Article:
Dr. Brian Howell has kindly agreed to write a short review of the event for us here at ESRH. Many thanks Brian!
The dust of the election has barely settled. Some still have tears of joy in their eyes and others just have tears, but for evangelicals on the right and left it is a good time to take stock of the political landscape. In keeping with the theme of the incoming administration, the tone of the CACE center’s discussion between Richard Mouw, President of Fuller Seminary, and Duane Litfin, President of Wheaton College was generally hopeful.
The evening began with a discussion of the Evangelical Manifesto. Both presidents said their support for the document came from a concern that evangelicals had become too linked to Republican politics. They intimated that the political sea change of November 4 might be an opportunity to build on the growing political diversity of evangelicalism.
As could be expected from the author of Uncommon Decency, President Mouw was consistently irenic in his comments. Even when the last questioner of the evening accused him of “arrogantly accusing [conservative evangelicals] of being arrogant,” Mouw repented of any “tone” he may have inadvertently conveyed, while gently reminding the accuser of some shameful parts of the evangelical past (e.g., pastors denouncing the civil rights movement and calling Martin Luther King a communist.)
Throughout his remarks, Mouw encouraged us to consider the theological implications of our past and future activism. A philosopher, prolific author, and (full disclosure) one of my favorite professors from my days at Fuller, Mouw’s challenge to bring theological intelligence to our political activism - of whatever stripe - was clear.
President Litfin sounded some themes familiar to those of us in the Wheaton community, but like Mouw, he engaged the topics with a spirit of humility and charity. Litfin noted the problem of trying to reshape U.S. society to become “comfortable” for the Christian, at one point asking, “By what right do we think that America should be comfortable to us as Christians?”
Since the evening was not a debate, there was nothing in the way of disagreement. This was to be expected, but I left feeling that some of the more interesting events from the recent campaigns were not picked up as they could have been.
James Dobson’s Focus on the Family Action political group put out a controversial “letter” - a fictional account of life in the U.S. at the end of Obama’s first term - that offended many evangelicals. How should we handle “in house” controversy? Is it better to start facebook groups and make public protests to communicate the diversity of our community to the outside world? Or should we work it out among ourselves, preserving the unity of Christian fellowship?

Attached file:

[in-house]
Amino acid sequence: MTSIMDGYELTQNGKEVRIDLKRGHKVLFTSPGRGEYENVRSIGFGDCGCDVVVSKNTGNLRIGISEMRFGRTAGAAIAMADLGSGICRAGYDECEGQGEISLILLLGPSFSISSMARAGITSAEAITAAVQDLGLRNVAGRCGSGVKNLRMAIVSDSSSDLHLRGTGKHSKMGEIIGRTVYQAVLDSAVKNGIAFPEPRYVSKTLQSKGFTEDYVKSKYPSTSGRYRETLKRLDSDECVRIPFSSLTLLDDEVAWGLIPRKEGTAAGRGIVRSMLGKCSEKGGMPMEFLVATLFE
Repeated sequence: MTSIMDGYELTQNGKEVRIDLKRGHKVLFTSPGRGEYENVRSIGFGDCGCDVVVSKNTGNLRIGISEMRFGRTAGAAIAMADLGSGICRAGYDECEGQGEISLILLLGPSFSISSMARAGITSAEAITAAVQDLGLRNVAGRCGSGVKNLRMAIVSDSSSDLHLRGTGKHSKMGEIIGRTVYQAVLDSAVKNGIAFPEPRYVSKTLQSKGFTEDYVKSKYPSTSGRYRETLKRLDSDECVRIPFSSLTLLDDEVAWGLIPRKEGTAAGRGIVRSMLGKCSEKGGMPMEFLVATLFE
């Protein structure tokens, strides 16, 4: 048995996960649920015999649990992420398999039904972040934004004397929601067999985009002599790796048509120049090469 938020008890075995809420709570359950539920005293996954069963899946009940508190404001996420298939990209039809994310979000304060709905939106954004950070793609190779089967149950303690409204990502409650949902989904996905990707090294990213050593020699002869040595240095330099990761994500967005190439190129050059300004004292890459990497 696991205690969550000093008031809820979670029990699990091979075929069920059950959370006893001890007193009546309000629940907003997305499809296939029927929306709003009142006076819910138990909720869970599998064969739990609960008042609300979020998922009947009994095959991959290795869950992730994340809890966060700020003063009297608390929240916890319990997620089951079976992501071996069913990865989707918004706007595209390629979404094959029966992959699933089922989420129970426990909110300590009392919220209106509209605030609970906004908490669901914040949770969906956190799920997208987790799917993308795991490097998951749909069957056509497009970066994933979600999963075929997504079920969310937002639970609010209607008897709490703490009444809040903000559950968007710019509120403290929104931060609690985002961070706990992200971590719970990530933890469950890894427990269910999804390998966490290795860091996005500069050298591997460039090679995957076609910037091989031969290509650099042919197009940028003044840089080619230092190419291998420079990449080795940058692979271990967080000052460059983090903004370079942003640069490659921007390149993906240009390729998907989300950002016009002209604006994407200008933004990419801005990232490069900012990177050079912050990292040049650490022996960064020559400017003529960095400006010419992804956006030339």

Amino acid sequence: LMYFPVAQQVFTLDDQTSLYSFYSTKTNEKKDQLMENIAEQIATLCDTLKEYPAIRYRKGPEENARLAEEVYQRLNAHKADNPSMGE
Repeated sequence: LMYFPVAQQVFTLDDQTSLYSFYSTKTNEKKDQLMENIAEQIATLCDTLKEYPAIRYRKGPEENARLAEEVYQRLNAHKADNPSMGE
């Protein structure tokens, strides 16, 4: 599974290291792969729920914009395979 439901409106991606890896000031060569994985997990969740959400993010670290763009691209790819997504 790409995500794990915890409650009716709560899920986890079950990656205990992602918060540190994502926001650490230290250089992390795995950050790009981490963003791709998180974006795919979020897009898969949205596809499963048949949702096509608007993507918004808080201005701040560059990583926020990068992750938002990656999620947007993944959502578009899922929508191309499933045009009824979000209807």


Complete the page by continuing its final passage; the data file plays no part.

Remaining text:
In 2004, many evangelicals made a lot of George Bush’s faith. In this election, Obama was, by some measures, more articulate about his faith than McCain. McCain, however, clearly matched up better with traditional evangelical concerns around abortion. Should evangelicals support policy over faith? (Mitt Romney, anyone?)
The most prominent aspect of this election must be race. White evangelicals did not support Obama in numbers larger than their support of Bush in 2004. Black evangelicals overwhelmingly supported Obama, surpassing their support for Kerry in 2004. Illustrating Emerson and Smith’s thesis of Christian racial division, do White evangelicals have an opportunity to respond to Obama’s presidency in a way that could heal racial division? If so, how?
If nothing else, the evening was an encouragement for all Christians to prayerfully consider our theology and our actions as we engage the world. Now seems as good a time as any.
 http://www.jointcenter.org/index.php/content/download/557/3238/file/BlackVote2004.pdf; cf. http://www.fivethirtyeight.com/2008/10/in-georgia-small-improvements-in-black.html